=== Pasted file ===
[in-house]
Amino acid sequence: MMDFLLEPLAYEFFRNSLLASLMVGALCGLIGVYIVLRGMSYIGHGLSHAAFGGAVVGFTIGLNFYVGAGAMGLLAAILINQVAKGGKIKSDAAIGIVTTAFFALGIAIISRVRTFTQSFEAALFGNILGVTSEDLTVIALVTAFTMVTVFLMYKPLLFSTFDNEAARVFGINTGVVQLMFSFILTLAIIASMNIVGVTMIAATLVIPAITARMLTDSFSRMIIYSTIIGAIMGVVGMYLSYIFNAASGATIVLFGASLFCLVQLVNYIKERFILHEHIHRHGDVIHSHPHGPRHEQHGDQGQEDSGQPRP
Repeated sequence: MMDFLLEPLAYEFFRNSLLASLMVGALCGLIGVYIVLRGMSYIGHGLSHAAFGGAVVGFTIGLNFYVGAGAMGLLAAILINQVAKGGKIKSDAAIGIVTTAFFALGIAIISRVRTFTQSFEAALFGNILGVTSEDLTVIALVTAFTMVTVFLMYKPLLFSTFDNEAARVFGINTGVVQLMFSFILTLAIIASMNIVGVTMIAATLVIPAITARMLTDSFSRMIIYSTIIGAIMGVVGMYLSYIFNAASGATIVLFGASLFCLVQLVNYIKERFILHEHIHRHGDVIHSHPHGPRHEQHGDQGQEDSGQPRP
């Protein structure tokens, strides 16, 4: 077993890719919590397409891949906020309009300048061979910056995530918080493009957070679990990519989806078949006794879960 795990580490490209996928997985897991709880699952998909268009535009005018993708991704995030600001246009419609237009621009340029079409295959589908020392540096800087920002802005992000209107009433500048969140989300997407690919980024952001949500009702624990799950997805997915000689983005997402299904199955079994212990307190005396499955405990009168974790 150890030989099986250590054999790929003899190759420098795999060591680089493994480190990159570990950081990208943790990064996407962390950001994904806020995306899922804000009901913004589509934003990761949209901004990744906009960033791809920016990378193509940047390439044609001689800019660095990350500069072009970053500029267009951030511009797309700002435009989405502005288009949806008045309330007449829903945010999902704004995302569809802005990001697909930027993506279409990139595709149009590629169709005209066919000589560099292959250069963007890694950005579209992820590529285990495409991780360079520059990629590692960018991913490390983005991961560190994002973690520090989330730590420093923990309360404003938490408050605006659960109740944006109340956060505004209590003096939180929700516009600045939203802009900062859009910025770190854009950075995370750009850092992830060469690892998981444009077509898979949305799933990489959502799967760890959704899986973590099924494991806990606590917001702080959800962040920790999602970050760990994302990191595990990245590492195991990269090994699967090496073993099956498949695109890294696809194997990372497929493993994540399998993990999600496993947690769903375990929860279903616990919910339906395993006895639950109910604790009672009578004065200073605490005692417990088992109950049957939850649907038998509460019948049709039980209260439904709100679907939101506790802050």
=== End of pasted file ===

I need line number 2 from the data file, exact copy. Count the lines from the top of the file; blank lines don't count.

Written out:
Amino acid sequence: MMDFLLEPLAYEFFRNSLLASLMVGALCGLIGVYIVLRGMSYIGHGLSHAAFGGAVVGFTIGLNFYVGAGAMGLLAAILINQVAKGGKIKSDAAIGIVTTAFFALGIAIISRVRTFTQSFEAALFGNILGVTSEDLTVIALVTAFTMVTVFLMYKPLLFSTFDNEAARVFGINTGVVQLMFSFILTLAIIASMNIVGVTMIAATLVIPAITARMLTDSFSRMIIYSTIIGAIMGVVGMYLSYIFNAASGATIVLFGASLFCLVQLVNYIKERFILHEHIHRHGDVIHSHPHGPRHEQHGDQGQEDSGQPRP